In the isolation of lockdown, quarantines and travel restrictions, many of us have found comfort during the pandemic in walking our dogs or cuddling our cats.
The Covid-19 crisis has reinforced what pet owners already know: that keeping animals at home has multiple benefits, including companionship, opportunities for exercise and even relief from anxiety.
But despite these many positives, the flip side is that the pandemic has also compounded economic and social challenges, jeopardising the wellbeing of both animals and people.
Some of those who have lost jobs and livelihoods have found themselves no longer able to afford to keep their pets, while in the worst cases, domestic violence under lockdown has also extended to animal cruelty.
The benefits of companion animals are clearer now more than ever, but so too is the risk of abandonment, mistreatment and suffering. The pandemic should be the impetus for pet ownership to become more sustainable to protect and enhance the benefits for both humans and animals alike.
Given the health of animals and people are so closely connected, the uniting principle of “One Health” can be extended to “One Wellbeing” as well.
For families to get the maximum benefit of bringing animals into their homes, they must also be equipped to ensure pets receive the care they need to be healthy and happy.
The same need for mutual care applies to all animals that also work or assist their owners or handlers, including assistance dogs or animals involved in therapeutic interventions.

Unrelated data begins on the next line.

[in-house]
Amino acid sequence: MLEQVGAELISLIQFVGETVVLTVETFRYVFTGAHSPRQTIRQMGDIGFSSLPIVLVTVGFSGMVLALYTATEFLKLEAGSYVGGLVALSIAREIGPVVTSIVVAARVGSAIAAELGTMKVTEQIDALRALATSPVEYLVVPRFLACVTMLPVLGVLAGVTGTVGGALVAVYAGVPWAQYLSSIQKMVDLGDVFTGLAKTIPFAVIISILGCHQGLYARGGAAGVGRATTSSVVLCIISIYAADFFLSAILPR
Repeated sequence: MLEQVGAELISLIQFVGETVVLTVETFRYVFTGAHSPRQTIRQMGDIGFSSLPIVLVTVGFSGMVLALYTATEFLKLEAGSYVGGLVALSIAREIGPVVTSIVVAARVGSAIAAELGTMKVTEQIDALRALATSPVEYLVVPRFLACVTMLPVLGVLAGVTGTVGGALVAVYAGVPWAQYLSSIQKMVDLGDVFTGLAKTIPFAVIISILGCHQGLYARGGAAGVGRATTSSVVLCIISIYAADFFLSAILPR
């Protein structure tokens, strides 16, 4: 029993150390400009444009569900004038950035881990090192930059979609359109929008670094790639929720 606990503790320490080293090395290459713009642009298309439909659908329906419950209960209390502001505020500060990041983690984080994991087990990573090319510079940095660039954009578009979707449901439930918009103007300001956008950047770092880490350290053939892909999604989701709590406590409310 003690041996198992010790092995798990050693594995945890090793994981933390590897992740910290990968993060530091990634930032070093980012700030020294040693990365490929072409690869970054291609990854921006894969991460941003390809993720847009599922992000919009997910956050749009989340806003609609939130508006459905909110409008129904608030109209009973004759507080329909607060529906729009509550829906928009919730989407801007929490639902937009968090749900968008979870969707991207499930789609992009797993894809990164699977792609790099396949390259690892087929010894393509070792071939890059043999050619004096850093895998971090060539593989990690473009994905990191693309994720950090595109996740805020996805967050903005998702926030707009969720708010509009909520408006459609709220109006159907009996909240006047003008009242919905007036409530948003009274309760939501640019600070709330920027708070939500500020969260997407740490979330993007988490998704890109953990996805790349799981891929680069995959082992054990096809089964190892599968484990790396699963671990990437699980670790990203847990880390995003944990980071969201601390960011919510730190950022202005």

To start with, veterinarians must continue to be treated as “essential workers” even after the pandemic to safeguard animal health and wellbeing.
A key part of delivering essential health services for animals will be recruiting more professionals to avert a shortage and ensure access to healthcare for all pets and pet owners.
Veterinarians for farm animals are already in short supply. If pet ownership is to be sustainable well into the future, animals need to be able to receive the care, treatment and attention they deserve in a timely, accessible way.
Beyond immediate and physical health needs, better animal wellbeing also requires more scientific knowledge and understanding to equip not only veterinarians but also pet owners to better care for animals.
Public agencies and veterinary authorities should ringfence more investment into research that studies animal emotions and psychology to help guide better standards for pet ownership.
Robust evidence about animal wellbeing and behaviour can then inform basic requirements for those adopting animals, such as the exam for new dog owners in Germany, the protocols for animals in housing and quality standards for animal handling in animal-assisted interventions in healthcare.
Finally, protecting pets and the benefits they offer people also means treating animal health and wellbeing as an integral part of public health at the highest level.
For example, recent EU plans for a European Health Union should be expanded to include provisions for lifelong pet ownership and access to animal assisted interventions in healthcare.
Such top-level frameworks offer the opportunity to embed veterinary care, multidisciplinary research and standards as priorities, not only for the benefit of people but also the animals in our custody.
For animal ownership to be truly sustainable, it is not enough to simply reap the benefits they provide. Society must also be providing care and attention for optimal animal wellbeing.
Companion animals may be reliant on their human carers but human health and animal health are intertwined, interrelated and interdependent.
If the pandemic has taught us anything, it must be a recognition that public health is the sum total of the physical and mental wellbeing of humans and animals alike.